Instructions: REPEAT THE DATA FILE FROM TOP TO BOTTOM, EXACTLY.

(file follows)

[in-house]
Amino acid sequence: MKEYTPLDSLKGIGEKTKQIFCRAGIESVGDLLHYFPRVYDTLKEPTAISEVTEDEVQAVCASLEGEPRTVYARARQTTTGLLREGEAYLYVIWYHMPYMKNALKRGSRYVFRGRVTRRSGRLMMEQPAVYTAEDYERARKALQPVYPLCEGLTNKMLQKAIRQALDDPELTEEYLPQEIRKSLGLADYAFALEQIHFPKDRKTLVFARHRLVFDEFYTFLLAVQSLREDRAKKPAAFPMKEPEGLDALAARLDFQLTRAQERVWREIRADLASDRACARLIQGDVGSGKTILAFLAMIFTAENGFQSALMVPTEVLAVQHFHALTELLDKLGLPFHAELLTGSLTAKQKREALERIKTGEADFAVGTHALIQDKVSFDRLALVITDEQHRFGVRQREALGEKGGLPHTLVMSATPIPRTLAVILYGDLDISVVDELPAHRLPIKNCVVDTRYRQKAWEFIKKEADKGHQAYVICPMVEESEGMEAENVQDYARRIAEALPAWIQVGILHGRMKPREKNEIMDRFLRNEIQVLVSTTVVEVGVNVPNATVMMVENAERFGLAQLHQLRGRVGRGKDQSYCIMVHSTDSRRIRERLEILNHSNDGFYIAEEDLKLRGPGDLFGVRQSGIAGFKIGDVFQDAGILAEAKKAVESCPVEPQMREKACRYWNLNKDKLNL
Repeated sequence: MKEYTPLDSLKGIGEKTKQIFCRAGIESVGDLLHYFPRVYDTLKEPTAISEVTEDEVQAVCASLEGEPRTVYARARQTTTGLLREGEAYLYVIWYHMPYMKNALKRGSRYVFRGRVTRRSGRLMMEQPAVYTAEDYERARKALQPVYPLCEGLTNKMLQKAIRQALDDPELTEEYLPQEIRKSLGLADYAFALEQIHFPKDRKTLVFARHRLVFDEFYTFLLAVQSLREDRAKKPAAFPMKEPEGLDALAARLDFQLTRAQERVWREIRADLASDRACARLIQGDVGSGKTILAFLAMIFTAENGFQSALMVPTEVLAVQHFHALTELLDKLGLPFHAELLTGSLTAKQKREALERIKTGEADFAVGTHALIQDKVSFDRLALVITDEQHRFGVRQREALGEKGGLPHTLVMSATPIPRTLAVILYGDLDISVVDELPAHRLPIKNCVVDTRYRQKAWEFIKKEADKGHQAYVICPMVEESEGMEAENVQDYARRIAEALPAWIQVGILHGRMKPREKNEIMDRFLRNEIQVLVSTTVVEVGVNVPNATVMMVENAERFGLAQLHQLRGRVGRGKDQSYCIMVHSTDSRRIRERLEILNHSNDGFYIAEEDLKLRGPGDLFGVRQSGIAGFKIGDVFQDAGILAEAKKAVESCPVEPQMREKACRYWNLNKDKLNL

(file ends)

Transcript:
[in-house]
Amino acid sequence: MKEYTPLDSLKGIGEKTKQIFCRAGIESVGDLLHYFPRVYDTLKEPTAISEVTEDEVQAVCASLEGEPRTVYARARQTTTGLLREGEAYLYVIWYHMPYMKNALKRGSRYVFRGRVTRRSGRLMMEQPAVYTAEDYERARKALQPVYPLCEGLTNKMLQKAIRQALDDPELTEEYLPQEIRKSLGLADYAFALEQIHFPKDRKTLVFARHRLVFDEFYTFLLAVQSLREDRAKKPAAFPMKEPEGLDALAARLDFQLTRAQERVWREIRADLASDRACARLIQGDVGSGKTILAFLAMIFTAENGFQSALMVPTEVLAVQHFHALTELLDKLGLPFHAELLTGSLTAKQKREALERIKTGEADFAVGTHALIQDKVSFDRLALVITDEQHRFGVRQREALGEKGGLPHTLVMSATPIPRTLAVILYGDLDISVVDELPAHRLPIKNCVVDTRYRQKAWEFIKKEADKGHQAYVICPMVEESEGMEAENVQDYARRIAEALPAWIQVGILHGRMKPREKNEIMDRFLRNEIQVLVSTTVVEVGVNVPNATVMMVENAERFGLAQLHQLRGRVGRGKDQSYCIMVHSTDSRRIRERLEILNHSNDGFYIAEEDLKLRGPGDLFGVRQSGIAGFKIGDVFQDAGILAEAKKAVESCPVEPQMREKACRYWNLNKDKLNL
Repeated sequence: MKEYTPLDSLKGIGEKTKQIFCRAGIESVGDLLHYFPRVYDTLKEPTAISEVTEDEVQAVCASLEGEPRTVYARARQTTTGLLREGEAYLYVIWYHMPYMKNALKRGSRYVFRGRVTRRSGRLMMEQPAVYTAEDYERARKALQPVYPLCEGLTNKMLQKAIRQALDDPELTEEYLPQEIRKSLGLADYAFALEQIHFPKDRKTLVFARHRLVFDEFYTFLLAVQSLREDRAKKPAAFPMKEPEGLDALAARLDFQLTRAQERVWREIRADLASDRACARLIQGDVGSGKTILAFLAMIFTAENGFQSALMVPTEVLAVQHFHALTELLDKLGLPFHAELLTGSLTAKQKREALERIKTGEADFAVGTHALIQDKVSFDRLALVITDEQHRFGVRQREALGEKGGLPHTLVMSATPIPRTLAVILYGDLDISVVDELPAHRLPIKNCVVDTRYRQKAWEFIKKEADKGHQAYVICPMVEESEGMEAENVQDYARRIAEALPAWIQVGILHGRMKPREKNEIMDRFLRNEIQVLVSTTVVEVGVNVPNATVMMVENAERFGLAQLHQLRGRVGRGKDQSYCIMVHSTDSRRIRERLEILNHSNDGFYIAEEDLKLRGPGDLFGVRQSGIAGFKIGDVFQDAGILAEAKKAVESCPVEPQMREKACRYWNLNKDKLNL